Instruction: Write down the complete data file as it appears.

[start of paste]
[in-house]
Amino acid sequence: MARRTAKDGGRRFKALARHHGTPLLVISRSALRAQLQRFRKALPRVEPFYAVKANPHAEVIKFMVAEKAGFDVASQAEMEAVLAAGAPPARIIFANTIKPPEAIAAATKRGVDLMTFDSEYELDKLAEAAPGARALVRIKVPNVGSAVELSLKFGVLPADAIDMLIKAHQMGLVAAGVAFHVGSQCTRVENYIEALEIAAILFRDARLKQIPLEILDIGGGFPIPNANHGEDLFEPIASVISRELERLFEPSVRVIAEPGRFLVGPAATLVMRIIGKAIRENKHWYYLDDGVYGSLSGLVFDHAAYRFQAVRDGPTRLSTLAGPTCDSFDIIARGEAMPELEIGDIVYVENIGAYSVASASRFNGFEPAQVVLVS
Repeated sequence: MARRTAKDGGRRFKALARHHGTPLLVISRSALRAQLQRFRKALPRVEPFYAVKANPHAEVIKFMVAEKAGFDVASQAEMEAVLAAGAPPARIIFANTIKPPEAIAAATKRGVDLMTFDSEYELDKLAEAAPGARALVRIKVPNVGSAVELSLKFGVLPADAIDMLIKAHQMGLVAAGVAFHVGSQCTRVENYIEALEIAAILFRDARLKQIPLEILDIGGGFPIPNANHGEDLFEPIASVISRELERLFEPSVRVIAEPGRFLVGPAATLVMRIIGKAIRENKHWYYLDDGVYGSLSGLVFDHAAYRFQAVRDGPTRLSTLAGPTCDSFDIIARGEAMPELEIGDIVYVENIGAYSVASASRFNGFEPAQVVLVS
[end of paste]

[in-house]
Amino acid sequence: MARRTAKDGGRRFKALARHHGTPLLVISRSALRAQLQRFRKALPRVEPFYAVKANPHAEVIKFMVAEKAGFDVASQAEMEAVLAAGAPPARIIFANTIKPPEAIAAATKRGVDLMTFDSEYELDKLAEAAPGARALVRIKVPNVGSAVELSLKFGVLPADAIDMLIKAHQMGLVAAGVAFHVGSQCTRVENYIEALEIAAILFRDARLKQIPLEILDIGGGFPIPNANHGEDLFEPIASVISRELERLFEPSVRVIAEPGRFLVGPAATLVMRIIGKAIRENKHWYYLDDGVYGSLSGLVFDHAAYRFQAVRDGPTRLSTLAGPTCDSFDIIARGEAMPELEIGDIVYVENIGAYSVASASRFNGFEPAQVVLVS
Repeated sequence: MARRTAKDGGRRFKALARHHGTPLLVISRSALRAQLQRFRKALPRVEPFYAVKANPHAEVIKFMVAEKAGFDVASQAEMEAVLAAGAPPARIIFANTIKPPEAIAAATKRGVDLMTFDSEYELDKLAEAAPGARALVRIKVPNVGSAVELSLKFGVLPADAIDMLIKAHQMGLVAAGVAFHVGSQCTRVENYIEALEIAAILFRDARLKQIPLEILDIGGGFPIPNANHGEDLFEPIASVISRELERLFEPSVRVIAEPGRFLVGPAATLVMRIIGKAIRENKHWYYLDDGVYGSLSGLVFDHAAYRFQAVRDGPTRLSTLAGPTCDSFDIIARGEAMPELEIGDIVYVENIGAYSVASASRFNGFEPAQVVLVS